Best albums of 2016: 20 to 11

In my penultimate 2016 albums post we have David Bowie’s final album, crisp hip hop from Kano and Common, Bat for Lashes’s latest art piece, Kate Tempest’s thunderous spoken word epic, plus we two of best hidden gems in the form of Tall Black Guy’s second LP and the debut album from London jazz-hip hop collective, Fur.

20. David Bowie – Blackstar
19. Corinne Bailey Rae – The Heart Speaks in Whispers
18. Common – Black America Again
17. Fur – Soon at the Latest
16. Tall Black Guy – Let’s Take a Trip
15. Bat for Lashes – The Bride
14. Kano – Made in the Manor
13. Kate Tempest – Let Them Eat Chaos
12. White Denim – Stiff
11. BadBadNotGood – IV
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BadBadNotGood – IV review

BadBadNotGood are four friends from Canada who have been make progressive jazz. Building steam after their well-received third album and 2015 collaboration with Ghostface Killah, Sour Soul, the band’s latest album, IV, pushes their appeal further still. Continue reading

Kaytranada – 99.9% review

Kaytranada is only 24 years young, but already this Canadian whiz kid has been become one of the most sought-after producers of the moment. His debut album, 99.9%, includes features from GoldLink, AlunaGeorge, Syd tha Kyd, Anderson Paak, Vic Mensa and others. It’s a moreish album held back by some slight, but noticeable, structural flaws. Continue reading

Charlotte Day Wilson – CDW EP review

Charlotte Day Wilson, 2016, by Devon Little (569x320)Charlotte Day Wilson is an analogue girl living in a digital world. You may have come across her name if you’re familiar with ‘In Your Eyes’ by BadBadNotGood. This unsigned, 23-year-old Toronto singer projects a classical kind of wisdom with her voice, and yet has a deft talent for producing contemporary soul and R&B. Such an alignment is rare nowadays, and her debut EP, CDW, solidifies her as one of 2016’s most arresting new talents. Continue reading

Jam of the Week: Charlotte Day Wilson – Find You

Charlotte Day Wilson - CDW (600x338)It takes a special kind of singer to enchant you with the caffeinated-cool of an old-school jazz club moonlighter. Amy Winehouse is the obvious choice. But there are others: Claudia Brücken, Alice Russell and, now, Charlotte Day Wilson. Continue reading

Best albums of 2015: top 10

AOTY 2015 10-1 college: Ghostpoet, Andreya Triana, Little Boots, Blur (1448x815)Here we are: after 40 albums, we’ve reached 2015’s top 10. Before we get to the albums themselves, allow me to briefly reflect on the year that was and what it meant for music.

In more ways than one, 2015 has been a year of conservatism: UK voters elected the Conservative party for its second consecutive term; acts of terror have caused many to adopt conservative, even prejudicial, attitudes towards those that do not share their skin colour, beliefs or culture; and, in the world of music, known quantities continue to attract the most marketing dollars, media attention and consumer sales. On the surface, it would seem that the nonconformists, the mavericks, the idealists and those that would dare to dream have all been ignored.

Accept they haven’t. From the millions of artists and creators honing their talents and sharing them with the world via the numerous online avenues, to musicians and technologists combining their expertise to change the business of music royalties, and perhaps make it easier for people to make a living off of their creativity in future, 2015 has been a year of perseverance.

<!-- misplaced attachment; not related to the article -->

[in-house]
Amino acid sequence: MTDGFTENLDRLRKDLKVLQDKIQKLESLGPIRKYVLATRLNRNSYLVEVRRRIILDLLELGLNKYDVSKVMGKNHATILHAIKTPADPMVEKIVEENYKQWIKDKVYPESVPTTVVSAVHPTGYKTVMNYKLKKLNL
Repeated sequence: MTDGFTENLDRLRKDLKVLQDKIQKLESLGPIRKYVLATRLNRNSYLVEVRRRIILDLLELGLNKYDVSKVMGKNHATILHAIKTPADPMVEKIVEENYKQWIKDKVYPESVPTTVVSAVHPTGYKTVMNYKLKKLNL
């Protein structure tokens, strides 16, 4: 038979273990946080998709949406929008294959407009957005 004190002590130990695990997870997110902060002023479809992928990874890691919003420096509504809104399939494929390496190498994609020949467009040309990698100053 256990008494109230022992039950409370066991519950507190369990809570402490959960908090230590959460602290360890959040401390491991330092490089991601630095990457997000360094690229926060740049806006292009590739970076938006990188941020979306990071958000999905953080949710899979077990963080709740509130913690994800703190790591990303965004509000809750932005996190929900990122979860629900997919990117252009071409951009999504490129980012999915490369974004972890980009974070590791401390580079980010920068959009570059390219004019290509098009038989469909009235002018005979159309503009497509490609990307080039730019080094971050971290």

Hopefully these final 10 albums will express what I mean by that, each in their own way.

10. Ibeyi – Ibeyi
9. Benjamin Clementine – At Least for Now
8. Little Boots – Working Girl
7. Blur – The Magic Whip
6. BadBadNotGood & Ghostface Killah – Sour Soul
5. The Skints – FM
4. Ghostpoet – Shedding Skin
3. Denai Moore – Elsewhere
2. Kendrick Lamar – To Pimp a Butterfly
1. Andreya Triana – Giants
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Record Store Day 2015: a vinyl collector who’s pleased to be getting out of the rat race

Dave Grohl, Foo Fighters, Apr 3, 2012, by Facundo Gaisler (1000x563)This year’s spate of Record Store Day releases were announced yesterday to the delight of ever-eager vinyl-buyers. Some 592 exclusives will be available in independent record stores on Saturday, April 18, 2015.

Vinyl is the most beautiful physical music format there has ever been, in my opinion. But it can very quickly become an expensive vice for the music aficionado who craves every limited release from the dozens of bands in his/her ever-expanding library. That was me for a time. But as well as space issues forcing me to reflect more seriously on all the possessions in my keeping, after realising that certain so-called ‘limited editions’ I’d forked out for at full-price on previous RSDs were still available for half that months later, I’ve wised up. (Lord knows I love Disclosure, but first their label, PMR Records, offers us a mispress, then a single-sided 12” that is in no way ‘limited’.) Continue reading

BadBadNotGood & Ghostface Killah – Sour Soul review

Ghostface Killah, BBNG - Sour Soul, press photo 02, (1200x675)An album with a consistent mood can spawn a legion of imitators, all eager to replicate the aural nectar the originator has managed to bottle. We saw it with Massive Attack’s Blue Lines and the xx’s debut. And BadBadNotGood & Ghostface Killah’s Sour Soul could well be next, because the alchemy at work here is mesmerising. Continue reading